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Coalition talks intensify as Prabowo-Gibran leads Presidential quick count

After Prabowo-Gibran’s electoral lead, Indonesia anticipates coalition shifts, with parties vying for political leverage in the post-election landscape.



INDONESIA: The aftermath of the 2024 Indonesian presidential election has sparked intense political manoeuvring, with the possibility of coalition formations dominating the post-election landscape.

Amidst the prevailing uncertainty, the Secretary General of the Gerindra Party, Ahmad Muzani, has hinted at the potential for the Koalisi Indonesia Maju (KIM) to collaborate with the 01 and 03 President Candidates factions.

Expressing optimism, Muzani remarked, “With optimism, we believe our call to collectively shape Indonesia’s future under the Prabowo-Gibran government is not falling on deaf ears, God willing.”

Prabowo Subianto, the 02 Presidential candidate, assumes the role of General Chairman of the Party.

The basis for Muzani’s statement lies in his party’s initiation of communication with opposition parties aligned with the 01 and 03 camps following the swift electoral triumph of the Prabowo-Gibran ticket in the quick counts conducted by the General Election Commission (KPU).

Muzani disclosed the ongoing positive exchanges with several opposition party leaders, citing shared aspirations for advancing the nation.

“Among us (parties), there is a shared understanding of Indonesia’s future and governance in a better situation,” he elaborated, emphasizing common ground for the national progress.

However, Muzani declined to disclose the identities of the party leaders engaged in discussions, expressing hope that these dialogues would yield fruitful cooperation for a stronger Indonesian government.

Sufmi Dasco Ahmad, the Deputy Chairman of Gerindra’s Central Executive Board echoed similar sentiments, emphasizing the necessity of reinforcing Prabowo-Gibran’s readiness to lead Indonesia.

Medium-scale parties contemplating alignment with Prabowo-Gibran ticket

The dynamics of potential coalition formations have set the stage for medium-scale political parties to align with the presidential and vice-presidential ticket of Prabowo Subianto and Gibran Rakabuming Raka.

Ahmad Khoirul Umam, the Executive Director of the Institute for Democracy and Strategic Affairs (Indostrategic), highlighted the hesitance of middle-class parties to confront power directly, citing concerns over economic-political risks and internal stability.

Despite Prabowo-Gibran’s significant lead in the presidential race, the Gerindra Party finds itself in third place in the legislative elections.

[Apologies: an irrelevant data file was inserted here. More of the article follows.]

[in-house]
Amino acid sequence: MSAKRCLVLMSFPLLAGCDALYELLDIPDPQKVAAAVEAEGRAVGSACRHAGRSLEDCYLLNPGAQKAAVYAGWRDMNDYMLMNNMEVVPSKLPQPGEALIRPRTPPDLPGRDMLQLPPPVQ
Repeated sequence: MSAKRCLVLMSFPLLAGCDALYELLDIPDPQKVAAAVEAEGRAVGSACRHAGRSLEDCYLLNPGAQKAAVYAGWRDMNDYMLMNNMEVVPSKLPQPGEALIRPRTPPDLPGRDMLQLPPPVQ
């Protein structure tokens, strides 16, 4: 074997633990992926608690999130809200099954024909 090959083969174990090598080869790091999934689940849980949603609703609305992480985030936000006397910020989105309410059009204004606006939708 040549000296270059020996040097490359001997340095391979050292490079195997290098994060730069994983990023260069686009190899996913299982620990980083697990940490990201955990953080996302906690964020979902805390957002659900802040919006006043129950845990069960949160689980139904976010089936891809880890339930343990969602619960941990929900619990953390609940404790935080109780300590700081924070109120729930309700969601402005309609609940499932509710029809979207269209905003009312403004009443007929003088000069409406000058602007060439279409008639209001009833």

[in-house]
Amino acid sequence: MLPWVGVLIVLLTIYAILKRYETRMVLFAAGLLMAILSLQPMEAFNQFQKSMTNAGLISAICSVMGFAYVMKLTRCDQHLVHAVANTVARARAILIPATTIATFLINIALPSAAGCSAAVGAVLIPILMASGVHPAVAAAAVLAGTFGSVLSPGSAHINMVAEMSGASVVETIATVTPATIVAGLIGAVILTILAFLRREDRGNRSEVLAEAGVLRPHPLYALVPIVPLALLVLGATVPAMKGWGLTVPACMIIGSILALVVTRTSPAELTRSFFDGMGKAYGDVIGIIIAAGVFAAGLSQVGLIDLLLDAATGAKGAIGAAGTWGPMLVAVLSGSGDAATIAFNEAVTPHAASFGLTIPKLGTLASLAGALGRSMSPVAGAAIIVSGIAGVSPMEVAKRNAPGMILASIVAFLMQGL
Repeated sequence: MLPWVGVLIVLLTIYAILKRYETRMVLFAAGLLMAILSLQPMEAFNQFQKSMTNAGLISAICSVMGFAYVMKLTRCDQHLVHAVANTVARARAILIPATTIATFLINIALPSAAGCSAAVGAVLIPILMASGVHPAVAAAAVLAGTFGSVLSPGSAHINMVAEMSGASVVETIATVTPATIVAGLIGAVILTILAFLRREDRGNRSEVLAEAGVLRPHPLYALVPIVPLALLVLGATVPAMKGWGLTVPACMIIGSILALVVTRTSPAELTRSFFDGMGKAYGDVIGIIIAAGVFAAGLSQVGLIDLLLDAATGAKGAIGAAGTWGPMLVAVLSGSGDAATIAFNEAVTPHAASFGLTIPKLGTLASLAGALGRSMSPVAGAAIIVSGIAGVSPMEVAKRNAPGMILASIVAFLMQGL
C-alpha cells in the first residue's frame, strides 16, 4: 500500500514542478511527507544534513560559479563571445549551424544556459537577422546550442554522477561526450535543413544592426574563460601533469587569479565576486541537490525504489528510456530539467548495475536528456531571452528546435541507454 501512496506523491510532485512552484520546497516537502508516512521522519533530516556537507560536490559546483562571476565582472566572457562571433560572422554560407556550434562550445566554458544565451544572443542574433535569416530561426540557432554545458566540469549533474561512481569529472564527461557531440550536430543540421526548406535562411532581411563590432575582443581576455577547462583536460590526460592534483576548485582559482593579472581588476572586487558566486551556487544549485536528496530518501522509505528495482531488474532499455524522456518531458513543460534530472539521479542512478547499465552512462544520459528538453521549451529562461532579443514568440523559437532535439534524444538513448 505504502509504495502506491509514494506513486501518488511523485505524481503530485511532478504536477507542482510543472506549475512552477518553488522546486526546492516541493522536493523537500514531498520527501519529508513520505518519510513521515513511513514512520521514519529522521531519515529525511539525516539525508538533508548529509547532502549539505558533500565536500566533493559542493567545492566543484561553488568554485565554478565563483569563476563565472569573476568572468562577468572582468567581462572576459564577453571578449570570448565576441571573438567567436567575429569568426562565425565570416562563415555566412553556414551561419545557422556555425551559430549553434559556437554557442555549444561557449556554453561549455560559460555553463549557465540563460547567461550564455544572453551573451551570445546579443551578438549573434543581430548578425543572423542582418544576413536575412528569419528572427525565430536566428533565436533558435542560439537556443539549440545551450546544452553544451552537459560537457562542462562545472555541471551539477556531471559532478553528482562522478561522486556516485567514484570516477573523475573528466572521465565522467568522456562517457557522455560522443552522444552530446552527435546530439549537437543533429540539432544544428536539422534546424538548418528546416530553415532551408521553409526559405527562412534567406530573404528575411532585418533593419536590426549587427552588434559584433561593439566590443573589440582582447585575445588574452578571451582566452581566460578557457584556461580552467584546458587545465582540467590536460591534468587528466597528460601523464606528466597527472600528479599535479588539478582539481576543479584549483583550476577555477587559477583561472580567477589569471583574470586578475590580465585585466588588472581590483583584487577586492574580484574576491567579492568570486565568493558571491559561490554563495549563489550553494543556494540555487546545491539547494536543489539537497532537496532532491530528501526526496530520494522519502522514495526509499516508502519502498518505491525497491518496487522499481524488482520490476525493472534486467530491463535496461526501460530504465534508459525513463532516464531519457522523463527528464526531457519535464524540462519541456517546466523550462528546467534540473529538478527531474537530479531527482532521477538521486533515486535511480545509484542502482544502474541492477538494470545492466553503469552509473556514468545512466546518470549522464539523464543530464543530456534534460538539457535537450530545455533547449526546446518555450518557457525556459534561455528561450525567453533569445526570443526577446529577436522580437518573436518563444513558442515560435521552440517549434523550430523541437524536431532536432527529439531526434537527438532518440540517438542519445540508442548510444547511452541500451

With approximately 13 per cent of the vote share, Gerindra’s standing falls short of the PDI Perjuangan and the Golkar Party.

This electoral context underscores Prabowo’s heightened political dependence to maintain stability during the early transition phase, necessitating the consolidation of at least 70 per cent of political support in parliament, as outlined by Umam.

Umam further emphasized the strategic opportunity for medium and mediocre parties to realign their allegiances, potentially defecting to the winning coalition.

The political landscape anticipates the integration of the United Development Party (PPP) into the ruling government, as its weakening electoral performance suggests a probable shift in an alliance.

Additionally, the Nasdem Party is predicted to align with the Prabowo camp, especially following recent bilateral discussions between the Nasdem Chairman, Surya Paloh, and President Joko Widodo.

However, uncertainty looms over the stance of the National Awakening Party (PKB).

Despite vocal criticisms of the government during the 2024 election campaign, Muhaimin Iskandar’s party has no history of opposition.

Similarly, the Prosperous Justice Party (PKS), despite previous alliances with Gerindra during Jokowi’s first term, has remained consistently critical of the Jokowi administration.

Beyond middle-tier parties, Prabowo’s camp is believed to be courting major political players, including the Indonesian Democratic Party of Struggle (PDI-P).

PDI-P stands at a crossroads, with potential for both government participation and opposition, contingent upon decisions from party leaders, particularly Megawati Soekarnoputri, who holds decisive sway over the party’s direction.

The outcome of the presidential quick count, which placed Prabowo-Gibran at 58.47 per cent, has set the stage for potential coalition alignments.

Supported by a coalition including Gerindra, Golkar, the Democratic Party, the National Mandate Party (PAN), the Crescent Star Party (PBB), Gelora Party, the Indonesian Solidarity Party (PSI), Garuda Party, and the Fair Prosperous People’s Party (Prima), Prabowo-Gibran’s lead signals a pivotal moment in Indonesian politics.

In contrast, the Anies Baswedan-Muhaimin Iskandar ticket trails with 25.23 per cent, supported by Nasdem, PKB, PKS, and the Ummat Party.

Ganjar Pranowo-Mahfud MD secured 16.30 percent, backed by PDI-P, PPP, Hanura Party, and Perindo Party.

Despite the quick count results, the official outcome awaits the KPU’s definitive vote tabulation, scheduled for 20 March.

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